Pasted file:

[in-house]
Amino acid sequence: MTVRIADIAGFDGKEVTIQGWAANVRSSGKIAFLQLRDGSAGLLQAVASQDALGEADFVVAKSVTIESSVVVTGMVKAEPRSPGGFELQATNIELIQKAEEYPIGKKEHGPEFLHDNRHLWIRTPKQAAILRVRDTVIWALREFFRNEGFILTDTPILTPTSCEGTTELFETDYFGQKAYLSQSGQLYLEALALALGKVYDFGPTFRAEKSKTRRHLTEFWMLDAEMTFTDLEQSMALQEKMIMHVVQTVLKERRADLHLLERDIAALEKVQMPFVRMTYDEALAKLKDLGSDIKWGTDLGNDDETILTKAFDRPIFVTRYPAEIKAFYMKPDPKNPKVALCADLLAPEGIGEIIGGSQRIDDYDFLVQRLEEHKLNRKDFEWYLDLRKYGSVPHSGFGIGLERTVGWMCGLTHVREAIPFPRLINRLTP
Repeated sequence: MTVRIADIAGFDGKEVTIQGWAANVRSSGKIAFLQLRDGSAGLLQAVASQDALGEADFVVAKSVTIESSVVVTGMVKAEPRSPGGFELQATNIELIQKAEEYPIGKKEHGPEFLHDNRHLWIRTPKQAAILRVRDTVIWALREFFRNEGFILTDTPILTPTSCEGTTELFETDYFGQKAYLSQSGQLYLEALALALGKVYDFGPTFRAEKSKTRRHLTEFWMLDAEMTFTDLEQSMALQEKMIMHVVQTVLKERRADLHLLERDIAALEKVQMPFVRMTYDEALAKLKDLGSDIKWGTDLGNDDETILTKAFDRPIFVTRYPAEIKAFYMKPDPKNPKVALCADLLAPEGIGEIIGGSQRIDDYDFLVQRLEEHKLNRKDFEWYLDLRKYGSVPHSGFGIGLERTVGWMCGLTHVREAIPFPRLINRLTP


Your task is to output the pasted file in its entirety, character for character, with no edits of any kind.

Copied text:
[in-house]
Amino acid sequence: MTVRIADIAGFDGKEVTIQGWAANVRSSGKIAFLQLRDGSAGLLQAVASQDALGEADFVVAKSVTIESSVVVTGMVKAEPRSPGGFELQATNIELIQKAEEYPIGKKEHGPEFLHDNRHLWIRTPKQAAILRVRDTVIWALREFFRNEGFILTDTPILTPTSCEGTTELFETDYFGQKAYLSQSGQLYLEALALALGKVYDFGPTFRAEKSKTRRHLTEFWMLDAEMTFTDLEQSMALQEKMIMHVVQTVLKERRADLHLLERDIAALEKVQMPFVRMTYDEALAKLKDLGSDIKWGTDLGNDDETILTKAFDRPIFVTRYPAEIKAFYMKPDPKNPKVALCADLLAPEGIGEIIGGSQRIDDYDFLVQRLEEHKLNRKDFEWYLDLRKYGSVPHSGFGIGLERTVGWMCGLTHVREAIPFPRLINRLTP
Repeated sequence: MTVRIADIAGFDGKEVTIQGWAANVRSSGKIAFLQLRDGSAGLLQAVASQDALGEADFVVAKSVTIESSVVVTGMVKAEPRSPGGFELQATNIELIQKAEEYPIGKKEHGPEFLHDNRHLWIRTPKQAAILRVRDTVIWALREFFRNEGFILTDTPILTPTSCEGTTELFETDYFGQKAYLSQSGQLYLEALALALGKVYDFGPTFRAEKSKTRRHLTEFWMLDAEMTFTDLEQSMALQEKMIMHVVQTVLKERRADLHLLERDIAALEKVQMPFVRMTYDEALAKLKDLGSDIKWGTDLGNDDETILTKAFDRPIFVTRYPAEIKAFYMKPDPKNPKVALCADLLAPEGIGEIIGGSQRIDDYDFLVQRLEEHKLNRKDFEWYLDLRKYGSVPHSGFGIGLERTVGWMCGLTHVREAIPFPRLINRLTP